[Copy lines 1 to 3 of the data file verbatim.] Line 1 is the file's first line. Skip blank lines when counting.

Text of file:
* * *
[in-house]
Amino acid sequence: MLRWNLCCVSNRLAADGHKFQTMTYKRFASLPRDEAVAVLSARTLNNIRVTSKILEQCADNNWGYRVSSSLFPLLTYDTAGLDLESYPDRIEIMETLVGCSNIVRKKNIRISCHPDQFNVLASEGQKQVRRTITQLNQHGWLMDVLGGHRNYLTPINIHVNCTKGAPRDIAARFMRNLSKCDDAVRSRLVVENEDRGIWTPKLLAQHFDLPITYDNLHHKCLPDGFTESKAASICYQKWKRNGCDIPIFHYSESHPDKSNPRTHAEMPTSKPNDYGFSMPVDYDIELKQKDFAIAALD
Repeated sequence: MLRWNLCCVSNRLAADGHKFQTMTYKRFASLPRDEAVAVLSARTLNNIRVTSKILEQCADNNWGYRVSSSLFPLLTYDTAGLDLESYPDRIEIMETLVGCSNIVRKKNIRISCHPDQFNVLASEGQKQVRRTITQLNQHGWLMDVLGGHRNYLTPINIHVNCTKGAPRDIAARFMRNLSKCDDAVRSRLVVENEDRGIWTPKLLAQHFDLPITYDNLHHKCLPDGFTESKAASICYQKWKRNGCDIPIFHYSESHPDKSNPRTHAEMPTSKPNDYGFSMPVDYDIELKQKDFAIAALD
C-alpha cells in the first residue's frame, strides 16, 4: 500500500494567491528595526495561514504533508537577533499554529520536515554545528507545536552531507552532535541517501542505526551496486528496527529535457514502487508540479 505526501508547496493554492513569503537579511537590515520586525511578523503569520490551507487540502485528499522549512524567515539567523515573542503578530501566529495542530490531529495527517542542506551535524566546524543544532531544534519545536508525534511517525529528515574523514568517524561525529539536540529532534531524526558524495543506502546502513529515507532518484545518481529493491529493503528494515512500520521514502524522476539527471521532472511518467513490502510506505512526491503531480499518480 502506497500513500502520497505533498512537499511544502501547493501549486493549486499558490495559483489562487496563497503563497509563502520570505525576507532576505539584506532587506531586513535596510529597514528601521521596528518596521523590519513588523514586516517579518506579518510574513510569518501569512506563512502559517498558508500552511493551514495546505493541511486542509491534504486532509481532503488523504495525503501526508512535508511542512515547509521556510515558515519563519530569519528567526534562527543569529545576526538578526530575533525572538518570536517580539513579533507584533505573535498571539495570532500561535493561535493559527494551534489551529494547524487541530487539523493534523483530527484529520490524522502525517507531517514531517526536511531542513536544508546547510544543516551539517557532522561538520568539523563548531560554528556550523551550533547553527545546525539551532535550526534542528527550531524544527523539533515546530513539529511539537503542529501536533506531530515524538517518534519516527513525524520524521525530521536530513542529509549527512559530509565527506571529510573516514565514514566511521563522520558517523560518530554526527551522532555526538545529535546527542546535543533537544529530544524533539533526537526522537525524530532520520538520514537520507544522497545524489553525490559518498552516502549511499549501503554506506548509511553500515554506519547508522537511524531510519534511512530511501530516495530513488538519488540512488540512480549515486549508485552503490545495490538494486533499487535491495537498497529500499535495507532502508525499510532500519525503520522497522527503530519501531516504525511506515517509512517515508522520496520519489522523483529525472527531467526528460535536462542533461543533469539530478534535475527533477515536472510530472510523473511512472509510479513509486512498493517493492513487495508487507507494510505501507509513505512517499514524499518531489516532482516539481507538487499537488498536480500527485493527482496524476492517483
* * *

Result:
[in-house]
Amino acid sequence: MLRWNLCCVSNRLAADGHKFQTMTYKRFASLPRDEAVAVLSARTLNNIRVTSKILEQCADNNWGYRVSSSLFPLLTYDTAGLDLESYPDRIEIMETLVGCSNIVRKKNIRISCHPDQFNVLASEGQKQVRRTITQLNQHGWLMDVLGGHRNYLTPINIHVNCTKGAPRDIAARFMRNLSKCDDAVRSRLVVENEDRGIWTPKLLAQHFDLPITYDNLHHKCLPDGFTESKAASICYQKWKRNGCDIPIFHYSESHPDKSNPRTHAEMPTSKPNDYGFSMPVDYDIELKQKDFAIAALD
Repeated sequence: MLRWNLCCVSNRLAADGHKFQTMTYKRFASLPRDEAVAVLSARTLNNIRVTSKILEQCADNNWGYRVSSSLFPLLTYDTAGLDLESYPDRIEIMETLVGCSNIVRKKNIRISCHPDQFNVLASEGQKQVRRTITQLNQHGWLMDVLGGHRNYLTPINIHVNCTKGAPRDIAARFMRNLSKCDDAVRSRLVVENEDRGIWTPKLLAQHFDLPITYDNLHHKCLPDGFTESKAASICYQKWKRNGCDIPIFHYSESHPDKSNPRTHAEMPTSKPNDYGFSMPVDYDIELKQKDFAIAALD